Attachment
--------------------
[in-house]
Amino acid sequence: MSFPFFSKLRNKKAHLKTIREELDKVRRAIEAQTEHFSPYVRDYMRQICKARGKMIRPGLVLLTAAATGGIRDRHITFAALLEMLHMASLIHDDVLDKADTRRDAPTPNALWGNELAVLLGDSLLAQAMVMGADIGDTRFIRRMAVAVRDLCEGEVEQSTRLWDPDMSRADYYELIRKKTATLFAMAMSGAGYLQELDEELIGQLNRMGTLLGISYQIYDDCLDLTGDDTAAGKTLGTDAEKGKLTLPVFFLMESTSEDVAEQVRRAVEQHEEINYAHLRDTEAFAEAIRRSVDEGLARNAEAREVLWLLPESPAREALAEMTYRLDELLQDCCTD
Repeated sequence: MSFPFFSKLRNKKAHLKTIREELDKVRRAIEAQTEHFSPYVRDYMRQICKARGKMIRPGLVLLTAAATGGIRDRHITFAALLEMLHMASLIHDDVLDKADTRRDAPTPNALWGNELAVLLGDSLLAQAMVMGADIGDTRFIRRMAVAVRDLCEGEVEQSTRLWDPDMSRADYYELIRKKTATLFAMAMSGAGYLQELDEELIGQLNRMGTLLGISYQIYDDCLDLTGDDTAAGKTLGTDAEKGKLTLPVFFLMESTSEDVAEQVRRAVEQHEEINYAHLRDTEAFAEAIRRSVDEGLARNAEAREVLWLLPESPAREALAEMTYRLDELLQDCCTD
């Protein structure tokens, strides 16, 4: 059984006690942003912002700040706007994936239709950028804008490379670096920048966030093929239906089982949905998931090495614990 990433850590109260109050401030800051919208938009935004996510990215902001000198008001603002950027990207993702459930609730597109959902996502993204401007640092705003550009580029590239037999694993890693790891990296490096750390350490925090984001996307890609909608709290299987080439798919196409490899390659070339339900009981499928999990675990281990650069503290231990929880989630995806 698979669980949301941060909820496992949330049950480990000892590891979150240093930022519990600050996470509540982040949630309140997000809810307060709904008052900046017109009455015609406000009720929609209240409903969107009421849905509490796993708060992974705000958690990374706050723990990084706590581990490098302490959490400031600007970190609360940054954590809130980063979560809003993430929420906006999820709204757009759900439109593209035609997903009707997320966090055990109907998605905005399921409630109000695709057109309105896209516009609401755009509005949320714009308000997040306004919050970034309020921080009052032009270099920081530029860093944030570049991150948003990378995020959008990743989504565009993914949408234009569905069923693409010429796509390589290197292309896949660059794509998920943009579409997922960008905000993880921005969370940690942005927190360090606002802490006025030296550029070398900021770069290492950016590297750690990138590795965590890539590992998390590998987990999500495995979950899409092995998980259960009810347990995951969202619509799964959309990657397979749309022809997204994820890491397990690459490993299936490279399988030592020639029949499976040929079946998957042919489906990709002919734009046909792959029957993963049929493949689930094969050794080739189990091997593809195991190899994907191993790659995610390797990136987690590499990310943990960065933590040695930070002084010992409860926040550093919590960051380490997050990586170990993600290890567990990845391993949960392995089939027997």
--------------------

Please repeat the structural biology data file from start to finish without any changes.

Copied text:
[in-house]
Amino acid sequence: MSFPFFSKLRNKKAHLKTIREELDKVRRAIEAQTEHFSPYVRDYMRQICKARGKMIRPGLVLLTAAATGGIRDRHITFAALLEMLHMASLIHDDVLDKADTRRDAPTPNALWGNELAVLLGDSLLAQAMVMGADIGDTRFIRRMAVAVRDLCEGEVEQSTRLWDPDMSRADYYELIRKKTATLFAMAMSGAGYLQELDEELIGQLNRMGTLLGISYQIYDDCLDLTGDDTAAGKTLGTDAEKGKLTLPVFFLMESTSEDVAEQVRRAVEQHEEINYAHLRDTEAFAEAIRRSVDEGLARNAEAREVLWLLPESPAREALAEMTYRLDELLQDCCTD
Repeated sequence: MSFPFFSKLRNKKAHLKTIREELDKVRRAIEAQTEHFSPYVRDYMRQICKARGKMIRPGLVLLTAAATGGIRDRHITFAALLEMLHMASLIHDDVLDKADTRRDAPTPNALWGNELAVLLGDSLLAQAMVMGADIGDTRFIRRMAVAVRDLCEGEVEQSTRLWDPDMSRADYYELIRKKTATLFAMAMSGAGYLQELDEELIGQLNRMGTLLGISYQIYDDCLDLTGDDTAAGKTLGTDAEKGKLTLPVFFLMESTSEDVAEQVRRAVEQHEEINYAHLRDTEAFAEAIRRSVDEGLARNAEAREVLWLLPESPAREALAEMTYRLDELLQDCCTD
């Protein structure tokens, strides 16, 4: 059984006690942003912002700040706007994936239709950028804008490379670096920048966030093929239906089982949905998931090495614990 990433850590109260109050401030800051919208938009935004996510990215902001000198008001603002950027990207993702459930609730597109959902996502993204401007640092705003550009580029590239037999694993890693790891990296490096750390350490925090984001996307890609909608709290299987080439798919196409490899390659070339339900009981499928999990675990281990650069503290231990929880989630995806 698979669980949301941060909820496992949330049950480990000892590891979150240093930022519990600050996470509540982040949630309140997000809810307060709904008052900046017109009455015609406000009720929609209240409903969107009421849905509490796993708060992974705000958690990374706050723990990084706590581990490098302490959490400031600007970190609360940054954590809130980063979560809003993430929420906006999820709204757009759900439109593209035609997903009707997320966090055990109907998605905005399921409630109000695709057109309105896209516009609401755009509005949320714009308000997040306004919050970034309020921080009052032009270099920081530029860093944030570049991150948003990378995020959008990743989504565009993914949408234009569905069923693409010429796509390589290197292309896949660059794509998920943009579409997922960008905000993880921005969370940690942005927190360090606002802490006025030296550029070398900021770069290492950016590297750690990138590795965590890539590992998390590998987990999500495995979950899409092995998980259960009810347990995951969202619509799964959309990657397979749309022809997204994820890491397990690459490993299936490279399988030592020639029949499976040929079946998957042919489906990709002919734009046909792959029957993963049929493949689930094969050794080739189990091997593809195991190899994907191993790659995610390797990136987690590499990310943990960065933590040695930070002084010992409860926040550093919590960051380490997050990586170990993600290890567990990845391993949960392995089939027997």